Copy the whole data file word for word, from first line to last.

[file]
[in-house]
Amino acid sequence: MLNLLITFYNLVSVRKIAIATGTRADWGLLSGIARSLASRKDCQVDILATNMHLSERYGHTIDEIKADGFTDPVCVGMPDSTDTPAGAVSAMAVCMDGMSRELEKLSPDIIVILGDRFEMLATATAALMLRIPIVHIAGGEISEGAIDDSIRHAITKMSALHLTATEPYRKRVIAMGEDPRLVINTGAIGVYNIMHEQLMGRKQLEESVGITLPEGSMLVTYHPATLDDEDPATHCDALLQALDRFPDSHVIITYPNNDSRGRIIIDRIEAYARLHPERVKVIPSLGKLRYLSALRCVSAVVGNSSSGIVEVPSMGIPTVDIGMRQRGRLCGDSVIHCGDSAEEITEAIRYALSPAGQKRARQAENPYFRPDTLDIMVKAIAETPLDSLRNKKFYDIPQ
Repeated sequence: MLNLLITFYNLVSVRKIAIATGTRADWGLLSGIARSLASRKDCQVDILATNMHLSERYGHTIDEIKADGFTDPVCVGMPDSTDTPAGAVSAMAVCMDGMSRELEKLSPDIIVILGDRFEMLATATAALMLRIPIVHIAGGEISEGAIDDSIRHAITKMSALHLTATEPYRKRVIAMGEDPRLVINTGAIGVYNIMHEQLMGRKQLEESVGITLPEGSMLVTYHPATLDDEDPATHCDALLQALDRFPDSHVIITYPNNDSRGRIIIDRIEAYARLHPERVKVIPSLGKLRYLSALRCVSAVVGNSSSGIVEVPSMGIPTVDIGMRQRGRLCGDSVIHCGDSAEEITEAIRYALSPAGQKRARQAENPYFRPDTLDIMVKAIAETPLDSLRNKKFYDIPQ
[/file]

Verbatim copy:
[in-house]
Amino acid sequence: MLNLLITFYNLVSVRKIAIATGTRADWGLLSGIARSLASRKDCQVDILATNMHLSERYGHTIDEIKADGFTDPVCVGMPDSTDTPAGAVSAMAVCMDGMSRELEKLSPDIIVILGDRFEMLATATAALMLRIPIVHIAGGEISEGAIDDSIRHAITKMSALHLTATEPYRKRVIAMGEDPRLVINTGAIGVYNIMHEQLMGRKQLEESVGITLPEGSMLVTYHPATLDDEDPATHCDALLQALDRFPDSHVIITYPNNDSRGRIIIDRIEAYARLHPERVKVIPSLGKLRYLSALRCVSAVVGNSSSGIVEVPSMGIPTVDIGMRQRGRLCGDSVIHCGDSAEEITEAIRYALSPAGQKRARQAENPYFRPDTLDIMVKAIAETPLDSLRNKKFYDIPQ
Repeated sequence: MLNLLITFYNLVSVRKIAIATGTRADWGLLSGIARSLASRKDCQVDILATNMHLSERYGHTIDEIKADGFTDPVCVGMPDSTDTPAGAVSAMAVCMDGMSRELEKLSPDIIVILGDRFEMLATATAALMLRIPIVHIAGGEISEGAIDDSIRHAITKMSALHLTATEPYRKRVIAMGEDPRLVINTGAIGVYNIMHEQLMGRKQLEESVGITLPEGSMLVTYHPATLDDEDPATHCDALLQALDRFPDSHVIITYPNNDSRGRIIIDRIEAYARLHPERVKVIPSLGKLRYLSALRCVSAVVGNSSSGIVEVPSMGIPTVDIGMRQRGRLCGDSVIHCGDSAEEITEAIRYALSPAGQKRARQAENPYFRPDTLDIMVKAIAETPLDSLRNKKFYDIPQ